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08-07-2008, 05:58 PM #25
Go get'em with claws bared.
Liens indicate more trouble to come in paradise--rough number of liens filed by HOA over the last 12 months or so-
hoa's may or may not be able to collect. the bigger issue here is the potential for many, many more foreclosures to come.
08-07-2008, 06:46 PM #26
08-07-2008, 06:48 PM #27
I saw a home originally listed at $598,900 that had been reduced to $597,900. That represents the clearest sign of a bottom I have seen yet.
08-07-2008, 10:18 PM #28
So what do you think the strategy is?
Does this mean that the Watercolor HOA is planning to foreclose on 60 properties and pay off 70 million dollars worth of 1st position mortgages in order to get their $80,000 of HOA dues? I just can't figure out why they are paying Shipman, et al to pursue this course of action. Doesn't this mean that some of the builders who have 3 or more lis pendens are actually going to gain relief of their 1st mortgage?
Paging ScooterBug. Please share some of your wisdom about Watercolor.
08-08-2008, 06:02 AM #29
Also, the passed due fees at a clip of $1000 per quarter more than likely totals moe than $250k, not $80k. With 60 +/- homeowners not paying dues, the HOA is losing $60k per quarter in fees. Anyone from any of these HOA's have an idea of the amount of passed due HOA fees?
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08-08-2008, 06:14 AM #30
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08-08-2008, 06:50 AM #31
When I research the foreclosure of a second position lien it looks like the Plaintiff is looking to take possession by buying the property from the first lien holder. It sounds like the Defendant gets their 1st mortgage satisfied.
This can't be correct.
From around 2/08 - today, watercolor has filed about 13 LisPen filings, most in the last 3 months. From 6/2007 to 1/2008 they filed none. So I think they are in new teritory here. A number of developers appear to be involved in the LisPens. I looked at one where the owner built via St. Joe. Watercolor filed a lien last year and a year later filed LisPen. The property will go up for auction. How watercolor and the bank work out who takes ownership I'm not sure, but since the property will probably auction for less than owed, the bank will no doubt have the right to refuse any offers. In which case I'd guess they will have to take ownership and sell it.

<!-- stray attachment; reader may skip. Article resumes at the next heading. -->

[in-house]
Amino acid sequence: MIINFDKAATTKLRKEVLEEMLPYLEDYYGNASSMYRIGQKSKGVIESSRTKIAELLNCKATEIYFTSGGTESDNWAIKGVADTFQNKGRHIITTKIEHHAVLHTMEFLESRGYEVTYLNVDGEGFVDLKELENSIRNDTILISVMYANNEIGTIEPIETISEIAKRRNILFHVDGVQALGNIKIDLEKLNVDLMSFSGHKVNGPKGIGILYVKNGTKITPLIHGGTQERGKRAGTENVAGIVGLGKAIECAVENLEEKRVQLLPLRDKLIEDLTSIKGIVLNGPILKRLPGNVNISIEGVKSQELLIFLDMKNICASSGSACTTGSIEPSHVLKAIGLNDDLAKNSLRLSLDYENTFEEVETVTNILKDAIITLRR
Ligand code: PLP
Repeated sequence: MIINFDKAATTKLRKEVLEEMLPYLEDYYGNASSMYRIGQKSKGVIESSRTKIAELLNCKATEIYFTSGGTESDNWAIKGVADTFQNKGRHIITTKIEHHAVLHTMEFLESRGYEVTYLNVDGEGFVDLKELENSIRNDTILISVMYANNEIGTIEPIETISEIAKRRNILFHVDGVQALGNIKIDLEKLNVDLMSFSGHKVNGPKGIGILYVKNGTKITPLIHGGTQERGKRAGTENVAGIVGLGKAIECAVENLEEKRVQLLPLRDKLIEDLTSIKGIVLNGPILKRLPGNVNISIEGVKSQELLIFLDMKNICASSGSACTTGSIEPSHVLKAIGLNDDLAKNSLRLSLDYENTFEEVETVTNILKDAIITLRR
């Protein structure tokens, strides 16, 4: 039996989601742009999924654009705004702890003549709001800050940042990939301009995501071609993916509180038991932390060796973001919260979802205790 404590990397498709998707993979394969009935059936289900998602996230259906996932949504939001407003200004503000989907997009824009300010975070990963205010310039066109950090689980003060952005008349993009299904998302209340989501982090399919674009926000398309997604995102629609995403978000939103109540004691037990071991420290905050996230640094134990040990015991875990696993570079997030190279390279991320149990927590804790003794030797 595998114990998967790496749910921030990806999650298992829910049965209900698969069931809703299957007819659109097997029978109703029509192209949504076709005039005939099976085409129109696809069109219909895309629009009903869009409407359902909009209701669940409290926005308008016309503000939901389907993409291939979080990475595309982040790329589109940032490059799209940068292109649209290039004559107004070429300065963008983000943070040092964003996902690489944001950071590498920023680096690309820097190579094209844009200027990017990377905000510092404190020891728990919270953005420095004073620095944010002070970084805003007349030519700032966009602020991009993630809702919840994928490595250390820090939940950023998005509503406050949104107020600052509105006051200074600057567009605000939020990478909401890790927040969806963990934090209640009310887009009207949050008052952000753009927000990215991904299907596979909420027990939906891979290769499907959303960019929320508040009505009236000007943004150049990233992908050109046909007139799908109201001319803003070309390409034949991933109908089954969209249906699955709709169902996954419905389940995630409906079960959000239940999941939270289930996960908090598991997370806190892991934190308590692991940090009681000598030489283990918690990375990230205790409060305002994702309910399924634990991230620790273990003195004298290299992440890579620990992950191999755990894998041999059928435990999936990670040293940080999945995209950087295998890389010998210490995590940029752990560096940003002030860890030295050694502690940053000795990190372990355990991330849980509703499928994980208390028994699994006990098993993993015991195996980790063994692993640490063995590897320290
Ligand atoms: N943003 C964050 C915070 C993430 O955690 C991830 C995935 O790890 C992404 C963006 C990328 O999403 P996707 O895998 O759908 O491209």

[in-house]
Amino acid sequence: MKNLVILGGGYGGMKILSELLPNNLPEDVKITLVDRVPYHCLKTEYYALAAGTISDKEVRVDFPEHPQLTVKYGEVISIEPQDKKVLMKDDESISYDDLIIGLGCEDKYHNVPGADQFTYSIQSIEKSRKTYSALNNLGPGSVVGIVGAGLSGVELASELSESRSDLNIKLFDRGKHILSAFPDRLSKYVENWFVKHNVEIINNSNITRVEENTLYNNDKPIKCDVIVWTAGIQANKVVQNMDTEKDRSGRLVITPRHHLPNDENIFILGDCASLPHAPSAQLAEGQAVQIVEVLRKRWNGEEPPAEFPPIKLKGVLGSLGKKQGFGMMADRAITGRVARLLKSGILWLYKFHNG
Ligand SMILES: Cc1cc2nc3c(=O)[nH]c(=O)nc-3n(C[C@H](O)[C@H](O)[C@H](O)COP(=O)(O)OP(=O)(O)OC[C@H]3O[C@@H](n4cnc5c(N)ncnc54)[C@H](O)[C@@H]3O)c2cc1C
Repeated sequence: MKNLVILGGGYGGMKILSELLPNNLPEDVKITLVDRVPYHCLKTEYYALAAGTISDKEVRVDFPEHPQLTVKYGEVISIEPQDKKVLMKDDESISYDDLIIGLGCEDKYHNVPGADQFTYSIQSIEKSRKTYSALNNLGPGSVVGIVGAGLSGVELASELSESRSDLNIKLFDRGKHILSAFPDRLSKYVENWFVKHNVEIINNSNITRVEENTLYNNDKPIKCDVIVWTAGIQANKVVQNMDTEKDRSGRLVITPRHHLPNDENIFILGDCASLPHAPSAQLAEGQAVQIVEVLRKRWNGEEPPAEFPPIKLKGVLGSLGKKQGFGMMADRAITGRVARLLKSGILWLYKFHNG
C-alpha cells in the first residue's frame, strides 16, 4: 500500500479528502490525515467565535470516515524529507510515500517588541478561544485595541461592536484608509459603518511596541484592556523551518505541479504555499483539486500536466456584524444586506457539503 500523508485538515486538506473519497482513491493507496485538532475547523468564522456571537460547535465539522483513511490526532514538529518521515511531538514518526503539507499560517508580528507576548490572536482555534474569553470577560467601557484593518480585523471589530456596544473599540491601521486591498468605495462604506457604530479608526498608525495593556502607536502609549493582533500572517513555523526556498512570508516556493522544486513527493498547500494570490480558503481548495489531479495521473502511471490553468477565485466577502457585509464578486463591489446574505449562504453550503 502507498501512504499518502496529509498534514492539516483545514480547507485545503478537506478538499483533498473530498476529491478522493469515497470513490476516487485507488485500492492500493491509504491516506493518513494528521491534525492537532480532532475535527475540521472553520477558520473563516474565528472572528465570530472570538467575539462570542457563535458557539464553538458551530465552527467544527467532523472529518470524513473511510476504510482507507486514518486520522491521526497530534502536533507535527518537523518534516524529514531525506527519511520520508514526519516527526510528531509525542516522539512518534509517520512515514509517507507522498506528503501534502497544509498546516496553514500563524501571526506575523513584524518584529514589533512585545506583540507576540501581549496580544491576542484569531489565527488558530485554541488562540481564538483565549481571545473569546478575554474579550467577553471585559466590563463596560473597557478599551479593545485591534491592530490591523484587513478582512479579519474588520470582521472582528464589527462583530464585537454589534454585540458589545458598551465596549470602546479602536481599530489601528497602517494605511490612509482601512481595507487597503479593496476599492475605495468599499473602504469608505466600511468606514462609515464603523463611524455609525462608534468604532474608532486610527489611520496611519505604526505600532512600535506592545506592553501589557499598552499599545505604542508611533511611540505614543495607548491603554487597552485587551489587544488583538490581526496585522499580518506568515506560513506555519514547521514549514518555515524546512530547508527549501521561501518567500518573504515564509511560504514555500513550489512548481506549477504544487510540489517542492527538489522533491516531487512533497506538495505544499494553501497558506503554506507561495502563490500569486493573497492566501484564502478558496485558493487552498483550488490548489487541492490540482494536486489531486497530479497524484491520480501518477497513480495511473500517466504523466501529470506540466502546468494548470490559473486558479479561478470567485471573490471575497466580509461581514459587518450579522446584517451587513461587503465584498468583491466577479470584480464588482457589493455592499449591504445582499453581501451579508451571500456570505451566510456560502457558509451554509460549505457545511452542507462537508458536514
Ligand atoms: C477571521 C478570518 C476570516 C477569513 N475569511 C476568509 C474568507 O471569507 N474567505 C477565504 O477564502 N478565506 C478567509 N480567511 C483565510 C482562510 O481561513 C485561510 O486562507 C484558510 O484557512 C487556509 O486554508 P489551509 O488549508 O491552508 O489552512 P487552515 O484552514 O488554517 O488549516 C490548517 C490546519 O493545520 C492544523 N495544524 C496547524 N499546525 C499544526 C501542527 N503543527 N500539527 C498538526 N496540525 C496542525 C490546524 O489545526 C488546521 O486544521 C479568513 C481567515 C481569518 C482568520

Last edited by 30ashopper; 08-08-2008 at 10:40 AM.
According to Margo's guide, the bank's loan is superior -
The most important part of the foreclosure lawsuit is extinguishing as many
competing interests in the unit as the law allows. Some competing interests
may be superior and others may be subordinate to the Association’s lien.
Competing interests in the unit may include, for example, mortgages, federal
tax liens, construction liens, judgment liens, and leases. The fewer encumbrances
(competing interests) on a unit at the time it is sold, the easier it is to sell, and the
more it is worth to the person buying it at the foreclosure auction. The process
of extinguishing competing interests in the unit is accomplished by naming the
holders of these competing interests as defendants in the foreclosure lawsuit and
proving the Association’s claim of lien is superior to these interests.
Last edited by 30ashopper; 08-08-2008 at 10:46 AM.
08-08-2008, 11:01 AM #34
I'm no legal expert but 30a Shopper's view sounds reasonable. By forcing the property into foreclosure, although they may not collect back dues, they have a better chance of collecting future dues sooner.
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08-08-2008, 11:33 AM #35
So what we're talking about then is an HOA files a lien. Then the HOA files the lis pens to commence the foreclosure action. The property makes its way through the legal process. If the Owner doesn't satisfy the action prior to the auction the property is sold. If there is sufficient money to payoff the first position the mortgage is satisfied. If there is excess funds they go to the lienholders of lesser priority (HOA, etc.) If there are no excess funds then lienholders of lesser priority make motion to gain a deficiency judgement against the Owner in favor of the HOA. The HOA pursues satisfaction of the judgement.
This sounds very cost prohibitive to our HOA ( us owners ) as a business decision. Is the true strategy to move the property into a parties hands who will pay dues timely? I guess this strategy could be fruitful to the HOA if taken in a portfolio view of the odds that Owners will become current when forced to.
Can anyone inform us what the fees that a Shipman or peer gain from the Action? The ultimate cost seems to be the last piece of the equation.
08-08-2008, 11:46 AM #36
08-08-2008, 01:29 PM #37
08-08-2008, 06:05 PM #38
08-08-2008, 07:01 PM #39